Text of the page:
“Footnotes” is a whimsical and original musical comedy about Julie (Pauline Etienne), a young woman struggling to make ends meet in France’s radically changing economy. Living out of a backpack, Julie spends her days jumping from job to job until she’s finally offered a temporary stockroom position at a women’s luxury shoe factory. After making friends with the boss’s spunky receptionist Sophie (Julie Victor) and the ever-charming factory truck driver Samy (Olivier Chantreau), Julie thinks the hard times are behind her. But Julie’s dreams of stability collapse when management threatens to close down the factory.
Coral reefs around the world are vanishing at an unprecedented rate. A team of divers, photographers, and scientists set out on a thrilling ocean adventure to discover why and to reveal the underwater mystery to the world.
Isabelle Huppert commands the screen as Araminte, the wealthy widow who unwittingly hires the smitten Dorante (Louis Garrel) as her accountant. Secrets and lies accumulate as Dorante and his accomplice, Araminte’s manservant Dubois (Yves Jacques), manipulate not only the good-hearted Araminte, but also her friend and confidante, Marton (Manon Combes). Dorante, by turns pitiable and proficient, but always deferential to his social better, walks a fine line in his quest to arouse an equal desire in the object of his affections.
A novelist blinded in the car crash (Alec Baldwin) that killed his wife rediscovers his passion for both life and writing when he embarks on an affair with the neglected wife (Demi Moore) of an indicted businessman (Dylan McDermott).
Based on Jane Rule’s 1964 novel, Donna Deitch’s narrative feature debut centers on a burgeoning lesbian romance between libertine casino worker Cay Rivvers (Patricia Charbonneau) and repressed university professor Vivian Bell (Helen Shaver) in Reno, Nevada in the late 1950s, a climate wherein being queer was… complicated. Landmark in its positive portrayal of sapphic romance and celebrated for its passionate, sensual bedroom scenes that nearly fog the camera’s lens, Deitch’s vision for Cay and Vivian’s nuanced onscreen relationship explores the tension inherent in a sheltered woman accepting her newfound sexual self.
When two sisters suspect their father (John Turturro) may be having an affair, it sends them into a tailspin that reveals cracks in the family façade. For the first time, older sister Dana (Jenny Slate), recently engaged and struggling with her own fidelity, finds herself bonding with her wild teenage sister Ali (Abby Quinn). The two try to uncover the truth without tipping off their mother (Edie Falco) and discover the messy reality of love and sex in the process. Set in 1990s Manhattan, “Landline” is a warm, insightful, and comedic drama about a family united by secrets and lies.
When four lifelong friends — Regina Hall, Queen Latifah, Jada Pinkett Smith, and Tiffany Haddish — travel to New Orleans for the annual Essence Festival, sisterhoods are rekindled, wild sides are rediscovered, and there’s enough dancing, drinking, brawling, and romancing to make the Big Easy blush.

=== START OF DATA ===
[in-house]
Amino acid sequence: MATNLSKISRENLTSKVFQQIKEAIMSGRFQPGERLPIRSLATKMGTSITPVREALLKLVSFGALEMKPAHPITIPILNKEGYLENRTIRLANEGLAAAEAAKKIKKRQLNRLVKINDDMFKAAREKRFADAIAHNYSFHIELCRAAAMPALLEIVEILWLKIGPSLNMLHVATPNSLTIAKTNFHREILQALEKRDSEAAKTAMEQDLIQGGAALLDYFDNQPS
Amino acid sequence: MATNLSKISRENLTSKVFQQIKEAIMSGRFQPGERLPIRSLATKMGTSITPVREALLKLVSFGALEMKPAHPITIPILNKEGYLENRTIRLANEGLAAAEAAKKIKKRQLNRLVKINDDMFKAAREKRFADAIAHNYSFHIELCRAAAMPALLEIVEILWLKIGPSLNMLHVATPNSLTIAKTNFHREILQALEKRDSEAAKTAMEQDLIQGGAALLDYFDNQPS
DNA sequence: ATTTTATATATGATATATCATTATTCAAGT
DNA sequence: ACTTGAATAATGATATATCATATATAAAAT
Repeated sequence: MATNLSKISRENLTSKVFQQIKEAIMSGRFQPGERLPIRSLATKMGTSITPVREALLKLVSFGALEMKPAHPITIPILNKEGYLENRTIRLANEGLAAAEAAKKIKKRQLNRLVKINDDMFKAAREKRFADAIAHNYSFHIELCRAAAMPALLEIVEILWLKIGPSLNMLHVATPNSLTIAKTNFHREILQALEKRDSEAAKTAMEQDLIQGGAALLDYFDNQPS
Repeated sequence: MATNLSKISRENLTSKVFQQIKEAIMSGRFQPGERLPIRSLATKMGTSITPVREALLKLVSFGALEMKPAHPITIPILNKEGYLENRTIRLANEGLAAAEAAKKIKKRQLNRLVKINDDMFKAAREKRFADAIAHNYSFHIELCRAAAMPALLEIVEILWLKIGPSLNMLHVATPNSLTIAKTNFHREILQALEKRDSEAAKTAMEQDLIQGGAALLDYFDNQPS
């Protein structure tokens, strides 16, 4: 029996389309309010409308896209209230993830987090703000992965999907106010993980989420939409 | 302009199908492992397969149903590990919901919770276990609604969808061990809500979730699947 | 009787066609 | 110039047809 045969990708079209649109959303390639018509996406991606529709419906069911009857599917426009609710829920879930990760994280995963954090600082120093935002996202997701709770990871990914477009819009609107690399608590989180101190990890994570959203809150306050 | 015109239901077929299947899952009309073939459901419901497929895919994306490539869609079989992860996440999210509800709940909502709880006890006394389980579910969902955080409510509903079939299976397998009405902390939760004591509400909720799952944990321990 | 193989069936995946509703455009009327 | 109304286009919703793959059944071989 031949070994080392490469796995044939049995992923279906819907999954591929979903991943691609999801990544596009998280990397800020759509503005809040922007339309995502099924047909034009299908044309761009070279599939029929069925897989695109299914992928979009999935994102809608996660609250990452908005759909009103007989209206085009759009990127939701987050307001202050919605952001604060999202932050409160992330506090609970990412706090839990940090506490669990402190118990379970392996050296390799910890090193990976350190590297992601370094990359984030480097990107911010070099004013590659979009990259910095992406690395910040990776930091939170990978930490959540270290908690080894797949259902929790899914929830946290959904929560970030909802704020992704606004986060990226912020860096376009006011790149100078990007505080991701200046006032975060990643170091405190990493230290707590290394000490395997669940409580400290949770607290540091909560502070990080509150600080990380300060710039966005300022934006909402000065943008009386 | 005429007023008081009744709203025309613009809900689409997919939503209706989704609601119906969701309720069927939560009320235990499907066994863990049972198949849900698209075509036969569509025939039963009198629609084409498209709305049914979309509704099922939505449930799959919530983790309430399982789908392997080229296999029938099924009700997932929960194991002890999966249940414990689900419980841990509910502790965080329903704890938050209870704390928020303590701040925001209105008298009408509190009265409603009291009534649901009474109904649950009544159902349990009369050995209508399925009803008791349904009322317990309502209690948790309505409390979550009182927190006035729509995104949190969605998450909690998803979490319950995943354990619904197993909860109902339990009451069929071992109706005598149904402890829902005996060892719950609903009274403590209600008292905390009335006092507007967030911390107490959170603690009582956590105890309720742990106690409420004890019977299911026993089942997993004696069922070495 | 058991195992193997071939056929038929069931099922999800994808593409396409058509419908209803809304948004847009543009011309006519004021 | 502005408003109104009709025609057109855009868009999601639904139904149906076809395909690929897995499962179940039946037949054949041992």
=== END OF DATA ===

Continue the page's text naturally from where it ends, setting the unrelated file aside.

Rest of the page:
“The Untamed” (Opens in NY)
Alejandra (Ruth Ramos) is a young mother and housewife who raises her children with her husband, Angel (Jesús Meza), in a small town. His brother Fabian (Eden Villavicencio) is a nurse at a local hospital. Their provincial lives are altered with the arrival of the mysterious Veronica (Simone Bucio). Sex and love are fragile in certain regions where family values exist and hypocrisy, homophobia, and sexism are strong. Veronica convinces them that in the nearby forest, in a secluded cabin, there is something that is not of this world but that is the answer to all their problems.
Siren Phillips (Emmy Perry) has lived her life thinking she’s an ordinary girl, in an ordinary town. On the eve of her birthday, however, she learns that she is far from ordinary. Destined to turn into a mermaid at the age of 12, Siren must struggle with her new reality, saying goodbye to her mother and friends, while she transitions into the water. To make matters worse, a group of hunters are after her. When Siren’s mother is taken, the town must rally behind her and help her make a peaceful transition into the water, before the hunters can find her.
“The Fencer” — Written by Anna Heinämaa
A young man, Endel Nelis (Märt Avandi), arrives in Haapsalu, Estonia, in the early 1950s. Having left Leningrad to escape the secret police, he finds work as a teacher and founds a sports club for his students. Endel becomes a father figure to his students and starts teaching them his great passion — fencing. Fencing becomes a form of self-expression for the children and Endel becomes a role model. The children want to participate in a national fencing tournament in Leningrad, and Endel must make a choice: risk everything to take the children to Leningrad or put his safety first and disappoint them.
“Rumble” tells the story of a profound, essential, and, until now, missing chapter in the history of American music: the Indigenous influence. Featuring music icons Charley Patton, Mildred Bailey, Link Wray, Jimi Hendrix, Jesse Ed Davis, Buffy Sainte-Marie, Robbie Robertson, and Randy Castillo, “Rumble” shows how these talented Native musicians helped shape the soundtracks of our lives.